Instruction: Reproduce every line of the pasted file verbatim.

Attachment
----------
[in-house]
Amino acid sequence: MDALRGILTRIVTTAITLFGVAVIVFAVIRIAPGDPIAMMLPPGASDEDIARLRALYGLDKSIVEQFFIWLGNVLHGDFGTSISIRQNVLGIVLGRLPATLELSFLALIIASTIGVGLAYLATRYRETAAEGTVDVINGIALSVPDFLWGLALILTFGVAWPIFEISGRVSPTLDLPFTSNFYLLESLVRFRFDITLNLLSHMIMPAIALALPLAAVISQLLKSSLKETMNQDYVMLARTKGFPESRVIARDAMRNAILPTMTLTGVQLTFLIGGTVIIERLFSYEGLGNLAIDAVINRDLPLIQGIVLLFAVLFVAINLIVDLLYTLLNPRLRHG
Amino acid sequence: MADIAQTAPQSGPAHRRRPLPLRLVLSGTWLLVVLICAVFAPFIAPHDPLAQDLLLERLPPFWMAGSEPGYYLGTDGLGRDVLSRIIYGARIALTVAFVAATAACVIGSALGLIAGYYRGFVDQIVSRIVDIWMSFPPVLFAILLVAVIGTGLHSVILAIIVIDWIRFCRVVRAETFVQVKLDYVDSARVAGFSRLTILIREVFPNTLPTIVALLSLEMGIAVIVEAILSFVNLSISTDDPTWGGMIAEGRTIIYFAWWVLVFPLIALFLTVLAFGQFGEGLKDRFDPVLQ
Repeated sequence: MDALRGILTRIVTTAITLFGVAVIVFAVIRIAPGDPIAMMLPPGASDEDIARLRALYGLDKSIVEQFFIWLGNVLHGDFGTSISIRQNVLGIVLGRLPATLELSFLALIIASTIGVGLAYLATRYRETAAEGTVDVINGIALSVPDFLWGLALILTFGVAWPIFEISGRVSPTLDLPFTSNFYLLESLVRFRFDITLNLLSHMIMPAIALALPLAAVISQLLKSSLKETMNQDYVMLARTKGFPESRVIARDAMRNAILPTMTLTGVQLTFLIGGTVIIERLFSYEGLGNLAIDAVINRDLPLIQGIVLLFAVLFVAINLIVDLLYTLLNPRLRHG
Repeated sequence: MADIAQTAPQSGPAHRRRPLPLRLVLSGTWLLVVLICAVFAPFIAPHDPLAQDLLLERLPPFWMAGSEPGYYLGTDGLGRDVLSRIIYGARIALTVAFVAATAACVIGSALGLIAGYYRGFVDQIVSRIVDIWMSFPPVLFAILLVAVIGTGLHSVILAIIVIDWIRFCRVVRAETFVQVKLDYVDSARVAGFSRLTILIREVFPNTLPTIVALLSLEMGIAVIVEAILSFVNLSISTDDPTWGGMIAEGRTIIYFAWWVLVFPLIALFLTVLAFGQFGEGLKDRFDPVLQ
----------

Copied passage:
[in-house]
Amino acid sequence: MDALRGILTRIVTTAITLFGVAVIVFAVIRIAPGDPIAMMLPPGASDEDIARLRALYGLDKSIVEQFFIWLGNVLHGDFGTSISIRQNVLGIVLGRLPATLELSFLALIIASTIGVGLAYLATRYRETAAEGTVDVINGIALSVPDFLWGLALILTFGVAWPIFEISGRVSPTLDLPFTSNFYLLESLVRFRFDITLNLLSHMIMPAIALALPLAAVISQLLKSSLKETMNQDYVMLARTKGFPESRVIARDAMRNAILPTMTLTGVQLTFLIGGTVIIERLFSYEGLGNLAIDAVINRDLPLIQGIVLLFAVLFVAINLIVDLLYTLLNPRLRHG
Amino acid sequence: MADIAQTAPQSGPAHRRRPLPLRLVLSGTWLLVVLICAVFAPFIAPHDPLAQDLLLERLPPFWMAGSEPGYYLGTDGLGRDVLSRIIYGARIALTVAFVAATAACVIGSALGLIAGYYRGFVDQIVSRIVDIWMSFPPVLFAILLVAVIGTGLHSVILAIIVIDWIRFCRVVRAETFVQVKLDYVDSARVAGFSRLTILIREVFPNTLPTIVALLSLEMGIAVIVEAILSFVNLSISTDDPTWGGMIAEGRTIIYFAWWVLVFPLIALFLTVLAFGQFGEGLKDRFDPVLQ
Repeated sequence: MDALRGILTRIVTTAITLFGVAVIVFAVIRIAPGDPIAMMLPPGASDEDIARLRALYGLDKSIVEQFFIWLGNVLHGDFGTSISIRQNVLGIVLGRLPATLELSFLALIIASTIGVGLAYLATRYRETAAEGTVDVINGIALSVPDFLWGLALILTFGVAWPIFEISGRVSPTLDLPFTSNFYLLESLVRFRFDITLNLLSHMIMPAIALALPLAAVISQLLKSSLKETMNQDYVMLARTKGFPESRVIARDAMRNAILPTMTLTGVQLTFLIGGTVIIERLFSYEGLGNLAIDAVINRDLPLIQGIVLLFAVLFVAINLIVDLLYTLLNPRLRHG
Repeated sequence: MADIAQTAPQSGPAHRRRPLPLRLVLSGTWLLVVLICAVFAPFIAPHDPLAQDLLLERLPPFWMAGSEPGYYLGTDGLGRDVLSRIIYGARIALTVAFVAATAACVIGSALGLIAGYYRGFVDQIVSRIVDIWMSFPPVLFAILLVAVIGTGLHSVILAIIVIDWIRFCRVVRAETFVQVKLDYVDSARVAGFSRLTILIREVFPNTLPTIVALLSLEMGIAVIVEAILSFVNLSISTDDPTWGGMIAEGRTIIYFAWWVLVFPLIALFLTVLAFGQFGEGLKDRFDPVLQ